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AbstractThe idea of having Culturally Responsive Teaching has become wide spread. Colleges with Teacher Certification courses have a course to offer as a program requirement, people are gathering to discuss ideas for Cultural Responsiveness, and school districts are hiring experts in the field to help them implement this type of teaching pedagogy within their schools. We need to know what it means to be a Culturally Responsive Teacher. We need to know how to implement Culturally Responsive Teaching and how to identify it. Since this is occurring, it is also time to look into our own curriculum and make sure that it is culturally responsive.
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The effect of macrocultures and microcultures on visual perceptionHeimbender, Emily (2015)Culture is defined as the social transmission of ideas, arts, knowledge, and languages (Mish et al, 1993; Pickett et al., 2006; Jewell & Abate, 2001). Psychological research often overlooks small distinct cultures such as Deaf and Video Game cultures by focusing on macro-level categorizations. The current literature review assesses both macrocultures and microcultures in terms of different aspects of visual perception. Differences in optical illusion perception, peripheral vision and motion processing, spatial, and facial perception among people from typical mainstream cultures and Deaf and Video Game cultures are discussed. It is argued that the more immersed and involved in a culture an individual is, the more experience he or she gains with certain events and activities. Culture thus informs perceptual, cognitive, and countless other experiences. Future studies are recommended to further examine how microcultures affect different psychological and physiological processes.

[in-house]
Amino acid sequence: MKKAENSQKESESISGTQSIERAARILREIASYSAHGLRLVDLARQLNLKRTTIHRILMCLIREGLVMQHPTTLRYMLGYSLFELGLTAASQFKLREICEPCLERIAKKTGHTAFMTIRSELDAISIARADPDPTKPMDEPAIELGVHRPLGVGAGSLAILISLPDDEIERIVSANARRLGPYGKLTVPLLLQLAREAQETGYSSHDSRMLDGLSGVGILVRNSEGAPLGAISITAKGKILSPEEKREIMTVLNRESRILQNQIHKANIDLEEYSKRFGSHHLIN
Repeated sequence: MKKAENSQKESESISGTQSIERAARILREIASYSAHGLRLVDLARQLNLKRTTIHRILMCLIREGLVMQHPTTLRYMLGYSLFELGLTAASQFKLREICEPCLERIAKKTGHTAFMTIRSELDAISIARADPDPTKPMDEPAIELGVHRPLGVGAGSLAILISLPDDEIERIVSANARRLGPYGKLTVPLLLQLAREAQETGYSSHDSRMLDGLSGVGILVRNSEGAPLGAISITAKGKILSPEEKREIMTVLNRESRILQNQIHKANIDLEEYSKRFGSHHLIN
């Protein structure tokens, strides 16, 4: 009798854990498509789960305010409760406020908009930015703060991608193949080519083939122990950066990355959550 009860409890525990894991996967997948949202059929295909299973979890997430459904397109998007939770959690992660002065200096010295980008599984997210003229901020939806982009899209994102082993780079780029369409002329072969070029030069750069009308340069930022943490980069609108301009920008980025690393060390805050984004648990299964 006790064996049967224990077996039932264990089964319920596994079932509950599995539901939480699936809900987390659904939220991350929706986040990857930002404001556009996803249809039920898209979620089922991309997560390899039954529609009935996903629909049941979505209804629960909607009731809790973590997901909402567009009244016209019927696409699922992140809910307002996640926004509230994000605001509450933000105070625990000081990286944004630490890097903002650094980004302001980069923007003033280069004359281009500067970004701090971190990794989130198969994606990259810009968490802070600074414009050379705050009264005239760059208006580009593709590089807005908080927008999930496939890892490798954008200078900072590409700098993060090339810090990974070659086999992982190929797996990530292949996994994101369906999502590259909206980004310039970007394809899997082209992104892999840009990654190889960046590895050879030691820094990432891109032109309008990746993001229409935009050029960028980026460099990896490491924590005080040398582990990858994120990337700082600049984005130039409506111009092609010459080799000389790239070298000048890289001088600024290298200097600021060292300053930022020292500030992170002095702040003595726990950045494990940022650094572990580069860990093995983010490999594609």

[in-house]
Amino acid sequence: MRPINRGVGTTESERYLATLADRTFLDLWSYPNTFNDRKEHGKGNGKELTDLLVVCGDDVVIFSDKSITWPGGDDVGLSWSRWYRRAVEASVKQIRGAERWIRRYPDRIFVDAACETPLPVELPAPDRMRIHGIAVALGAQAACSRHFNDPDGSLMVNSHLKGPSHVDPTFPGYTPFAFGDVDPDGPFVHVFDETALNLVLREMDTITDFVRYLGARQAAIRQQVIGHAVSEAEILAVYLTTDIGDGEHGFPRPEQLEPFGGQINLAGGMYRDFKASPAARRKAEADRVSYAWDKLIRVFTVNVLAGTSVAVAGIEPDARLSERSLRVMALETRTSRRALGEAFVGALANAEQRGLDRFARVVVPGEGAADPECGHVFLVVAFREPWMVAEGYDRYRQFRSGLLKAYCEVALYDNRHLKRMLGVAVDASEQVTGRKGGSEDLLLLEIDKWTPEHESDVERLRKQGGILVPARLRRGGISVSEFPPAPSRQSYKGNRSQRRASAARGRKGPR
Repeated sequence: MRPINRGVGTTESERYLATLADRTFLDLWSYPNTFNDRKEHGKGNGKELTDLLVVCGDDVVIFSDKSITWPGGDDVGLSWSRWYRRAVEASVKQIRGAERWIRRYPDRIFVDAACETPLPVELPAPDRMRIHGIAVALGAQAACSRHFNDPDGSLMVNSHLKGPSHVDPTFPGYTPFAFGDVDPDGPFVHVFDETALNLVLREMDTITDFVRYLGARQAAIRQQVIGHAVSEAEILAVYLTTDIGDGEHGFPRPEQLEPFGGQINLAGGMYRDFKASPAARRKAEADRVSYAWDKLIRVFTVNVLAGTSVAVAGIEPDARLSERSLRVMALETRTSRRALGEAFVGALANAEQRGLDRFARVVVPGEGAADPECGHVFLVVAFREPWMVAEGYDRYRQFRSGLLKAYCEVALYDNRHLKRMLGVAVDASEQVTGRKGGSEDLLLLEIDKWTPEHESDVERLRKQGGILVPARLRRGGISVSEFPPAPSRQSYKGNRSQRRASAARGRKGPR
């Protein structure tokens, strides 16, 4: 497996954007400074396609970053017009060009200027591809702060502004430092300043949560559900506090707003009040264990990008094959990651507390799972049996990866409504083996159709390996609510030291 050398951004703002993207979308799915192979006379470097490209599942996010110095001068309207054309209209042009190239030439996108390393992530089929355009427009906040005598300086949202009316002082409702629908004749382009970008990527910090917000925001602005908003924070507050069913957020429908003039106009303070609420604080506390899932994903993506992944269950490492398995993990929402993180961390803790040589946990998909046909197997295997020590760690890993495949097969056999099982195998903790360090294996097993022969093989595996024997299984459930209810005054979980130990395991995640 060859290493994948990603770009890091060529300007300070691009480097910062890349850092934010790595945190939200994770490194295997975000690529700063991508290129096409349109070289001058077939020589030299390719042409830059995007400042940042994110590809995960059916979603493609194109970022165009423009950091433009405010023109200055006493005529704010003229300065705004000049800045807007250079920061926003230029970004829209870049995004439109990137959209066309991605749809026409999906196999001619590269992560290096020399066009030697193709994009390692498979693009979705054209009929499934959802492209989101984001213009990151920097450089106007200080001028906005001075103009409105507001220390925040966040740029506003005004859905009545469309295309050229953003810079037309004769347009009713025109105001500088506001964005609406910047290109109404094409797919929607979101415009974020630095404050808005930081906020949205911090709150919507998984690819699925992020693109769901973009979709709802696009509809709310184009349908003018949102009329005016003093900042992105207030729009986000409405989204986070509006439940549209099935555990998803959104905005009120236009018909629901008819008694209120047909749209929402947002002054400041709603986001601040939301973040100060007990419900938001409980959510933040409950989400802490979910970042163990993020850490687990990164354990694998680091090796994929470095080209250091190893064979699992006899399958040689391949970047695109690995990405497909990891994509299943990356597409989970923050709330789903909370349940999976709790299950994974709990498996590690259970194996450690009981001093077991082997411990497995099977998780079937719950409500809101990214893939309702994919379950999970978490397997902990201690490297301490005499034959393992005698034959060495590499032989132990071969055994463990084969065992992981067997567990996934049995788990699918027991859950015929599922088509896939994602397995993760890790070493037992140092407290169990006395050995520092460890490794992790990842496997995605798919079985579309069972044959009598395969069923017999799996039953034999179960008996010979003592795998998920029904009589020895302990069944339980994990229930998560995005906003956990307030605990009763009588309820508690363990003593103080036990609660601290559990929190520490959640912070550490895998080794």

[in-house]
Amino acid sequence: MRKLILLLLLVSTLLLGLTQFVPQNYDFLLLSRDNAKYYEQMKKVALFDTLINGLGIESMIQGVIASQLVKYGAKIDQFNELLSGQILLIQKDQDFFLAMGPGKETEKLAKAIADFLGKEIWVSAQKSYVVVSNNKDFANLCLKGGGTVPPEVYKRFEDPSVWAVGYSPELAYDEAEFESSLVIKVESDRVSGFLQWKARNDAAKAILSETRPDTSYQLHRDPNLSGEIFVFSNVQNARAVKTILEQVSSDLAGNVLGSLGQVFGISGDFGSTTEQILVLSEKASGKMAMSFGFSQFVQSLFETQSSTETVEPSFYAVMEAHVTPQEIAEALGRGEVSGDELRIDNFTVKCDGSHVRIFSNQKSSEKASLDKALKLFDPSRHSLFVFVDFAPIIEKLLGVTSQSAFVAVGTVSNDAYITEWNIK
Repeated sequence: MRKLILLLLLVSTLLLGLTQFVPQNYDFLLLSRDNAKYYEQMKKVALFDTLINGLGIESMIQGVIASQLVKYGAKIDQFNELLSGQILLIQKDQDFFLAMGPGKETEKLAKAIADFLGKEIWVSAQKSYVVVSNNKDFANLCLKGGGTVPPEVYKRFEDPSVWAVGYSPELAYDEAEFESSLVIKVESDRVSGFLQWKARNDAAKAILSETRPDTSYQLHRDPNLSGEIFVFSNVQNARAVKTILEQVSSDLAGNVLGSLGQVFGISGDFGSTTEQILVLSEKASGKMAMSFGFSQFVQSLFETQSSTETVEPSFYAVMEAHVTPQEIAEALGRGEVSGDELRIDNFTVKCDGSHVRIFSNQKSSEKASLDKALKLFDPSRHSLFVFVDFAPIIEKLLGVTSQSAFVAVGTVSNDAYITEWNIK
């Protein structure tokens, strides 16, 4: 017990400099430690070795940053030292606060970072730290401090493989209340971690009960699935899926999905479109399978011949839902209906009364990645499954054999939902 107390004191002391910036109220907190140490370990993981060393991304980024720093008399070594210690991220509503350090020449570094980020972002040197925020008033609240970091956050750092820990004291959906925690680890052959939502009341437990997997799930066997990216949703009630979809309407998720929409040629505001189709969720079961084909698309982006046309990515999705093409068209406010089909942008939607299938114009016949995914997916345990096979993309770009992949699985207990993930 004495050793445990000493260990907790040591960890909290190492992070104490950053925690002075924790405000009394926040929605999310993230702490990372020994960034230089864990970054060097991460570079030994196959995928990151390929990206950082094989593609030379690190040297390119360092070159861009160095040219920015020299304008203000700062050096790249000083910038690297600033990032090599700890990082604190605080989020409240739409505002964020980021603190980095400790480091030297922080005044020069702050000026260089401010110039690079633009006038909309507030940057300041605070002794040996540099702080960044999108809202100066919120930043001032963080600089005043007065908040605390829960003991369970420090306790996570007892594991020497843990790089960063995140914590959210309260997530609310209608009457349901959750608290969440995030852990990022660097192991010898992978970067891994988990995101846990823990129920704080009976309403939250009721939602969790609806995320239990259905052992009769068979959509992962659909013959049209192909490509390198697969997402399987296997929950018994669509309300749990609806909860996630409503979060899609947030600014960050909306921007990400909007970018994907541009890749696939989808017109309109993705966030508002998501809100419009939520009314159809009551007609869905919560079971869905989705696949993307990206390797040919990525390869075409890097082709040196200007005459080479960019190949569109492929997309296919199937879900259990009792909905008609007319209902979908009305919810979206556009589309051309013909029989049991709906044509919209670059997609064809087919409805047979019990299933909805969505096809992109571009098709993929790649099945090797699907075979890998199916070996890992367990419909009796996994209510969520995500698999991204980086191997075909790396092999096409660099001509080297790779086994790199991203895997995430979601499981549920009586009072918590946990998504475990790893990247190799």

Violence in Deaf Culture: My Story, My VoiceWatson, Cherrie; The College at Brockport (2014-08-20)I am a survivor of domestic violence. I also am Deaf. Domestic violence is an aggressive behavior within the home, typically involving the violent abuse of a spouse or partner. It can come in many forms: physical, mental, verbal, and emotional abuse. Most commonly, domestic violence is targeted against women. I am sharing my story as a survivor because of my time in Vera House, which is a shelter for battered women. My time at Vera House fired my passion to correlate my personal experience and informative research to raise awareness by educating others about the unique needs of Deaf domestic violence survivors. I hope that my story will awaken the hearing community to the fact that Deaf victims need allies on their side to make a change for Deaf domestic violence survivors.
Reframing Sexual Responsibility: Hooking-upMoore, Andrea; The College at Brockport (2014-08-20)“Hook-up” culture can be seen as an outlet for women’s sexual freedom. For centuries women have not been allowed to express or have equal rights as men. Some feminists believe that women have grasped this “hook-up” culture as a way to gain sexual freedom and thus become more equal to men, but did this phenomenon backfire? This paper traces the historical emergence of “hooking-up” as a courtship ritual, explaining where it came from as well as what is new about it. The paper addresses the three themes of drugs and alcohol, sexual satisfaction, and the psychological well-being as lenses to assess hook-up practice and its relationship with sexuality. The paper also examines whether or not hook-up culture is empowering or disenfranchising for women.